New Jerusalem does not receive any government funding. Instead, it relies on modest monthly rentals from each recovering addict (about $175 each) and occasional donations and small grants from various benefactors. An important key to sustainability is the donated "community service" required of each member. This can mean repairing houses, working in the vegetable garden, organizing regular food and fresh produce distributions on a daily, weekly or monthly basis, and other needed services as they arise.
What makes the program work, Margaret says, is the focus on community. "Recovery is not an individual experience. It is the support of the whole community that makes it successful, makes it powerful." Recovering addicts themselves interview and vote whether to admit a new member or not. Each must be drug-free and fully committed to recovery, and remain so for the duration of their stay.
The first 60 days are a blackout period in which newbies cannot use the telephone or go anywhere unless accompanied by a community member further along in recovery. This is to help the new member disconnect from his or her former drug-ridden environment. A significant number of applicants do not make it through the blackout phase. Of those who do, an estimated 50 percent remain clean for life, an excellent success rate.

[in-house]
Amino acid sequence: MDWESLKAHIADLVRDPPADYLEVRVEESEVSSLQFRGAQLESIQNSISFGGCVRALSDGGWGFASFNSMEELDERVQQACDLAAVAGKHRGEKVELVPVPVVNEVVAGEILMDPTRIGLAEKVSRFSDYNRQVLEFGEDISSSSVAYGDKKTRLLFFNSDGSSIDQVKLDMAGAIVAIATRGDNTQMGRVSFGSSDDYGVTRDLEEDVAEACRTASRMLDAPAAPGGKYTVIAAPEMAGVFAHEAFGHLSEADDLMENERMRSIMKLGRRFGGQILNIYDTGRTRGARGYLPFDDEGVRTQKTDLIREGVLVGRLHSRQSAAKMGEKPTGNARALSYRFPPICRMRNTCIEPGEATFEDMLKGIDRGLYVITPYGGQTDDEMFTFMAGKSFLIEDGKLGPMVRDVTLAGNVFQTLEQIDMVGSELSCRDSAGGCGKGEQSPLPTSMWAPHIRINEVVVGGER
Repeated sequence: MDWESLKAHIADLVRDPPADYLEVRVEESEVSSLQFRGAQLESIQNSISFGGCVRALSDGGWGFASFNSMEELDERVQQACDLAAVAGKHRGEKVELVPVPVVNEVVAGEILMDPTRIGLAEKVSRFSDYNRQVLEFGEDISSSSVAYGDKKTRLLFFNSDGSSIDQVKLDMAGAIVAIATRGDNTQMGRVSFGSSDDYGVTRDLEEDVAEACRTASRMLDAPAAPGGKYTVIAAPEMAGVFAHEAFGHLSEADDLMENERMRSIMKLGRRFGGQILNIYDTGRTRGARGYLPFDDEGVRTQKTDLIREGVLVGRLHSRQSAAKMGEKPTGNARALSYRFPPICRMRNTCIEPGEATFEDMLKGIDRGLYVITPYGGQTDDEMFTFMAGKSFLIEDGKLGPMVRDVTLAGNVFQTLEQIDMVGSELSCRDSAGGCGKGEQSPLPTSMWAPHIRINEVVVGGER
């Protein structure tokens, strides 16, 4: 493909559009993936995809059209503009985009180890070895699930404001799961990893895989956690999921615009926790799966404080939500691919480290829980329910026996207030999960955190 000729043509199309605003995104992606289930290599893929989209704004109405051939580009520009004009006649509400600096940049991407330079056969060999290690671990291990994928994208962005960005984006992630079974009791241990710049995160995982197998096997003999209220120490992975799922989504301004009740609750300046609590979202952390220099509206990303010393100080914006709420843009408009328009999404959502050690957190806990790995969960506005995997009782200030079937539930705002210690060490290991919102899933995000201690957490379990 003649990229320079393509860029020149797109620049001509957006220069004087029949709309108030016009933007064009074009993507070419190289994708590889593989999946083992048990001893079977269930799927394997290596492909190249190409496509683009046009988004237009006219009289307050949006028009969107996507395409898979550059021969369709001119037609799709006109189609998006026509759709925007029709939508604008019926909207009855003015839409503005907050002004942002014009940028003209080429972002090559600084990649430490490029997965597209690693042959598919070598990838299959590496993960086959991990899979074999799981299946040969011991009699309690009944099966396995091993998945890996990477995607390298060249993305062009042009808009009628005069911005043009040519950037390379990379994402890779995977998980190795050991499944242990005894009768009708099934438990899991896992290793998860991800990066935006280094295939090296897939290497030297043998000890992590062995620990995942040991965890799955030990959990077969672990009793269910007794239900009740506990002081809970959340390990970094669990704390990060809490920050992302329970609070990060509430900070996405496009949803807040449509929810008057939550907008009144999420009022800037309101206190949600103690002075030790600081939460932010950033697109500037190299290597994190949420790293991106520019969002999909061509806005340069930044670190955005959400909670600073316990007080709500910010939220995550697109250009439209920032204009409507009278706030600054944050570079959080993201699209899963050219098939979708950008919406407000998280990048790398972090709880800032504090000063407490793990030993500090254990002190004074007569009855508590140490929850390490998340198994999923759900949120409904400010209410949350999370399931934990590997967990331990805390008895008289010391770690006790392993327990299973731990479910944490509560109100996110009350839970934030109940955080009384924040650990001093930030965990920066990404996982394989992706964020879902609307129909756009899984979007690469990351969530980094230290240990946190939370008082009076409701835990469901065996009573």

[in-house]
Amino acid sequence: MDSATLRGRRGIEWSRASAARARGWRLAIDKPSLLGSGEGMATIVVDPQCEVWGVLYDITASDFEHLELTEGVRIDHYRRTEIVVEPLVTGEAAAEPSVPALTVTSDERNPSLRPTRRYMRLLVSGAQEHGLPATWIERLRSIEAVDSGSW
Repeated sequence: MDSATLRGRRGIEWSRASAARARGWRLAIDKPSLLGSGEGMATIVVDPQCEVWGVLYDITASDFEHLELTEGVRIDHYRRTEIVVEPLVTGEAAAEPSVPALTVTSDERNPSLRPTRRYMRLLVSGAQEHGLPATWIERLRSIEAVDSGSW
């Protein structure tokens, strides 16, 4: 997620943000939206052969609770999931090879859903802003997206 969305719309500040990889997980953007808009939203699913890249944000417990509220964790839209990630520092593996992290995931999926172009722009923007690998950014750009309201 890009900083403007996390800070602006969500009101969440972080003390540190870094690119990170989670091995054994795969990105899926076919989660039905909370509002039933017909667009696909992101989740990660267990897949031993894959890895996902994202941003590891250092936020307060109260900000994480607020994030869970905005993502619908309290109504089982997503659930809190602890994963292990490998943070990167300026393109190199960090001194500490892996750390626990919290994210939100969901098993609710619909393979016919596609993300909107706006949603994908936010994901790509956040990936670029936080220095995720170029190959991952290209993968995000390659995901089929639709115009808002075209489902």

Some former residents have returned to assume permanent leadership roles at New Jerusalem. One of these is Gary Robbins, who helps with operations. Sr. Sylvia Strahler, a Medical Mission Sister and midwife who spent many years in Pakistan, also helps out. Strahler describes her job as "an all-around handy lady." She says she never knows what the day will bring and jokes, "Some things don't get done -- but then, some do."
Each day begins with a 7 a.m. Bible sharing. Other priorities include Narcotics Anonymous meetings, Alternatives to Violence (AVP) training and multiple house meetings. "AVP is an important alternative to street culture," Margaret says. "As people study social change and change attitudes, soon they can no longer buy into the false philosophies that surround us. This generates a spiritual witness."